2018 Jeep Renegade- Please Like Me

Ahhhh…… the Renegade. There’s already a collective, uncontainable tribal chant from diehard Jeep devotees with this car, and this review. “That isn’t a real Jeep!” is the universal outcry.

“It’s a Fiat! It’s not a real Jeep!”

“It’s not American! It’s not a real Jeep!”

“It can’t off-road! It’s not a real Jeep!”

Okay, okay! Let’s get all of this out in the open before discussing the Renegade any further. No, it is not a Wrangler. It never was intended to be and never will. The Wrangler will always hold the title as the most iconic and capable Jeep out there. But, with Wrangler prices skyrocketing north of $40k and becoming unobtainable for the masses, this little critter starts below $20k and is intended for budget minded buyers and soft-roaders who can’t afford the “real Jeep”. The two products do not overlap or compete, and the Renegade is not replacing the Wrangler anytime soon (unlike the situation 30 years ago when Ford planned on replacing the beloved Mustang with the Probe). Sure, it’s built in Italy on a platform shared with the Fiat 500X. Yet Jeep has beefed up the suspension, raised the ground clearance, and added the same 4WD systems that are shared with other noteworthy Jeep models, namely the Cherokee. Sure it’s the first Jeep product ever built outside of North America, but this is becoming a globalised world. Now that all of our panties aren’t in bunch, let’s move on…..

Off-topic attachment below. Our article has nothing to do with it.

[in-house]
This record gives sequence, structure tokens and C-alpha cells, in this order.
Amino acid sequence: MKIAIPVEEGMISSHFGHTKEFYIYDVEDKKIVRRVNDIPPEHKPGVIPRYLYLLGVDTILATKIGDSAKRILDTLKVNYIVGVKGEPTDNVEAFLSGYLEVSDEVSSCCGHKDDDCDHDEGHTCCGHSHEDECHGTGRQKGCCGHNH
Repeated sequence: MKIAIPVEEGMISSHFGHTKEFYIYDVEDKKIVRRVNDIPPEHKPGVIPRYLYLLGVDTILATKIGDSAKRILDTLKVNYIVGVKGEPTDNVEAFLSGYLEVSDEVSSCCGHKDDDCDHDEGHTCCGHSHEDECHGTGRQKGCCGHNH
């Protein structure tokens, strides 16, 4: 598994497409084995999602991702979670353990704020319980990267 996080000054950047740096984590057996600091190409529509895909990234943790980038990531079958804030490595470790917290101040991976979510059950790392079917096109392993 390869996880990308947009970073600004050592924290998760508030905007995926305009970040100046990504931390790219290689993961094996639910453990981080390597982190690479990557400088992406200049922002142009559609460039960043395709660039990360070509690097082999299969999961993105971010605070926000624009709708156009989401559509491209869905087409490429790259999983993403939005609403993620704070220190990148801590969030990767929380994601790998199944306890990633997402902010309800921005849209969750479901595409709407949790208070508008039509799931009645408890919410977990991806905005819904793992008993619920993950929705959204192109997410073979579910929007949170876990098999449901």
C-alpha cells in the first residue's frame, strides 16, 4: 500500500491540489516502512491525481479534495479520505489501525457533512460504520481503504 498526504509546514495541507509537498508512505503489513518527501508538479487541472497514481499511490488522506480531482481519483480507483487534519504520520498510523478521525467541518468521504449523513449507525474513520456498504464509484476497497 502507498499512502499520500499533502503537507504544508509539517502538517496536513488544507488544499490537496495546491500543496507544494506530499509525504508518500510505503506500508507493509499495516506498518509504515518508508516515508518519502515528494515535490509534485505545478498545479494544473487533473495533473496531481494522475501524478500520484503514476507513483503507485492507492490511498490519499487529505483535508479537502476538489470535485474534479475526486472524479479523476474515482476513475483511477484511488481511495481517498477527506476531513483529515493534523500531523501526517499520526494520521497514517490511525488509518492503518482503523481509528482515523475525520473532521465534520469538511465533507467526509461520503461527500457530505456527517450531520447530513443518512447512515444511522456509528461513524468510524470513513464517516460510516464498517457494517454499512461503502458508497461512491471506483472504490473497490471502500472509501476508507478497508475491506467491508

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2012 Jeep Liberty- Begging To Be Released Into The Wild

Owning a Jeep Liberty could be likened to possessing an exotic animal, such as a tiger or a serval.  Sure, it’d be fun and a little wild, and your neighbors would think of you as being adventurous and fearless.  Heck, they may even be a little envious.  But life with a Liberty, or that aforementioned serval, could get tiresome and unwieldy once the novelty has worn off.

Like any exotic critter, the Liberty doesn’t belong in the city.  It’s natural habitat is in the great outdoors.  All Libertys, and most Jeep models, proudly wear a “Trail Rated” badge on their flanks.  That isn’t just some overcrazed marketing hype- it’s the real deal.  Any Jeep model that can pass the challenging Rubicon Trail in the high Sierras or overcome Moab is given the lofty status.  The main idea of the Liberty is to be a serious off-roader first and a comfortable boulevard cruiser second.  This is both the Jeep’s biggest strength and also exposes its most obvious flaws.

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